The nave and choir are separated by what was the triumphal arch of the church of Pelagius. Facing the choir is a large Byzantine-style mosaic from the 6th century, depicting Christ with saints and made during Pope Pelagius II's reign. The Pope is depicted without a halo, holding a model of the church. The other persons are SS Lawrence and Stephen, the Apostles Peter and Paul and the Roman martyr St Hippolytus. Only the figures of St Lawrence and Pope Pelagius II are in their original state; the others are the results of later restorations. The two cities on either side are Bethlehem and Jerusalem. This mosaic was meant to face the congregation before the church's orientation was reversed.

The huge fluted Corinthian columns of the choir are of pavonazzetto (yellow) marble, and have interestingly carved capitals. Above them are entablatures made up of miscellaneous antique carved fragments, and above those are arched galleries with smaller columns and windows with transennae.The choir is unusual in having these galleries, which were either built for the use of women as in the Eastern tradition, or to provide an entrance from a higher level since the original church was built against the side of a hill.

The confessio is below the high altar, and can be entered from the nave. Here, St Lawrence and St Stephen are enshrined. The latter was brought here from Constantinople by Pope Pelagius II when he restored the church. On either side of the entrance to the confessio are steps that will take you up to the oldest part of the church.

Directly above the tomb is the high altar. Above it is a baldacchino with an inscription naming the makers, of the Cosmati family, and dating it to 1148. Four of the Cosmati signed it: Giovanni, Pietro, Augusto and Sassone, all sons of Paolo. This is one of the oldest signed works by the Cosmati. The four matched columns of porphyry have intricately carved bases and sit on more superb Cosmatesque paving. The corona of the baldaccchino was restored in the 19th century.

The episcopal throne at the end of the choir and a screen near it have more Cosmatesque decoration, and date from 1254.

Beneath the floor of the choir is the original floor level of the first church, and at the far end is the original porch which was adapted as a chapel for the tomb of Blessed Pope Pius IX, who died in 1878. The tomb can be reached from the old narthex, behind the wall that the episcopal throne stands against. The architect was Raffaele Cattaneo, and the mosaics were executed by Ludovico Seitz. The work was completed in 1881.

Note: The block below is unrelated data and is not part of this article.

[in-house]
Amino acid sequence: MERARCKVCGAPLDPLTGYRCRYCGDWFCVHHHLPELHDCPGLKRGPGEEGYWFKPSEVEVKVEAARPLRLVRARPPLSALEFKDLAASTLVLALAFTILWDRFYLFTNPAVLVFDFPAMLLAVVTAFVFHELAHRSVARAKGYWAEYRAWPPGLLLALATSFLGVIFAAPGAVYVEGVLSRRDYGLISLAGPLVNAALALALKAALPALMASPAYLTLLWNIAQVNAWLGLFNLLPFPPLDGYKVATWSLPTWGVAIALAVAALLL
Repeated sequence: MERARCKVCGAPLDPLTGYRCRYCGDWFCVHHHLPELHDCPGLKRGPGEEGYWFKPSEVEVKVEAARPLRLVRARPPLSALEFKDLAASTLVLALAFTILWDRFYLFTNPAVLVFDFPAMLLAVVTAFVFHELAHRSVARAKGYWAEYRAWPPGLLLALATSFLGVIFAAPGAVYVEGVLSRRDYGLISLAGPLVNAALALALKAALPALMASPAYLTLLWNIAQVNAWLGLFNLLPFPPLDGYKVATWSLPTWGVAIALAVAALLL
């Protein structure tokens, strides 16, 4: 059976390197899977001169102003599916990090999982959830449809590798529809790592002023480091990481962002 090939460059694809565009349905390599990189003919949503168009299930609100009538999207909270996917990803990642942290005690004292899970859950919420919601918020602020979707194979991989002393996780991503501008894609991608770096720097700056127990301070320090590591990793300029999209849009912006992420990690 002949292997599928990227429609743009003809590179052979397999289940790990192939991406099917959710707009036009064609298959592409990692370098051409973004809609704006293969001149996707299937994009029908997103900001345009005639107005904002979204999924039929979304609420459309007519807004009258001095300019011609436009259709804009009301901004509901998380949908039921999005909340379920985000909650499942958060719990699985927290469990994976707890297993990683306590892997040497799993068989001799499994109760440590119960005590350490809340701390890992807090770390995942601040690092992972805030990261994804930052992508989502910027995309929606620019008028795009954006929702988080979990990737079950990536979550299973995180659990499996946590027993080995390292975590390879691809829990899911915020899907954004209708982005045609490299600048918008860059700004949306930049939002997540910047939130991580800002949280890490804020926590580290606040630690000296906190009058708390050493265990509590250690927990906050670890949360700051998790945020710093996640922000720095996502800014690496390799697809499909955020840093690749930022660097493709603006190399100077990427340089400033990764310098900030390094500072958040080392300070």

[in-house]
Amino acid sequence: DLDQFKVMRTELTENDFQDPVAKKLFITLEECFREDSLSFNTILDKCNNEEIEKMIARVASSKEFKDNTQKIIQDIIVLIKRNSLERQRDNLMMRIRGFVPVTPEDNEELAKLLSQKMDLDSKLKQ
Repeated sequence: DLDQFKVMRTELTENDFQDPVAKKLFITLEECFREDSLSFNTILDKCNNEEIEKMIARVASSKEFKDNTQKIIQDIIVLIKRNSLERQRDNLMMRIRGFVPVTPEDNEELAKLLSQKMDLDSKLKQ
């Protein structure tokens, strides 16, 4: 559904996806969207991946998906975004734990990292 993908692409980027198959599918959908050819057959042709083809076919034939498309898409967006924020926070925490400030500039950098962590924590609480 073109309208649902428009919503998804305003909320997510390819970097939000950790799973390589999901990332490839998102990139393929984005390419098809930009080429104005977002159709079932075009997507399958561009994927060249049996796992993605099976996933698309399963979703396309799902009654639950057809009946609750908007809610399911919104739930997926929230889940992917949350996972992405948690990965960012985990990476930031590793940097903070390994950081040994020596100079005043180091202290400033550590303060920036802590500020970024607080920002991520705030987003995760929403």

On the right hand side of the confessio is the sacristy, where there is a small shop selling postcards and guide-books. Walk through the sacristy, and you'll reach a 12th century Romanesque cloister. Around the walls are fragments of sculpture and inscriptions from the catacombs below. Part of one of the bombs that hit the basilica is also kept here.

Catacombs, and Basilica of St HippolytusEdit

The entrance to the Catacombs of St Cyriaca is in this cloister, and they descend to five levels. Most of the inscriptions found are on view in the cloister, and there is apparently little of interest left underground. This is for the best, since the catacombs have been badly damaged by excavations in the adjacent cemetery and are, in effect, abandoned. (There are recent stories of individual friars giving impromptu tours for personal friends, however.)

There is another, separate set of catacombs nearby, dedicated to St Hippolytus. They are described as being on the other side of the Via Tiburtina, and seem to have been lost to view for the time being. They are certainly not open to the public. There used to be a palaeochristian basilica here dedicated to the saint, which had a nave and side aisles in the 7th century and ranked with San Lorenzo as a place of pilgrimage back then. It was destroyed by marauders in the 9th century, and there is nothing to see of it now. The site was about where the Instituto Superiore di Sanità in Via del Castro Laurenziano now is.

Special notesEdit

Because the church lies at the gates of the Campo Verano, one of Rome's active cemeteries, funeral services are frequently held here.

Recently there have been some issues with the opening times of the church. It used to be open all day, but is now closed during the early afternoon. Current opening hours are posted on the diocesan web-page. Many guide books and online tourist pages list the church as open at 15:00. This is wrong; it is now open at 16:00.

External linksEdit

Official diocesan web-page

Italian Wikipedia page

English Wikipedia page.

Pictures of the church at Wikimedia Commons.

Church's website

Historical article in Italian

18th century Vasi engraving

"Sacred destinations" web-page

Large photo gallery

SPQR article, with groundplan (in Italian)

"L' Angelo di Hermes" article, with photos (Italian)

Photo of ambo

"mosaici.org" photo gallery (high quality photos)

"Gogoroma" photos and video

"Archeoguida" article

Aerial photos

Italian Wikipedia page on the catacombs of St Cyriaca

Italian Wikipedia page on the catacombs of St Hippolytus



The Seven Churches
San Pietro in Vaticano | San Paolo fuori le Mura | San Giovanni in Laterano | Santa Maria Maggiore | Santa Croce in Gerusalemme | San Lorenzo fuori le Mura | San Sebastiano fuori le Mura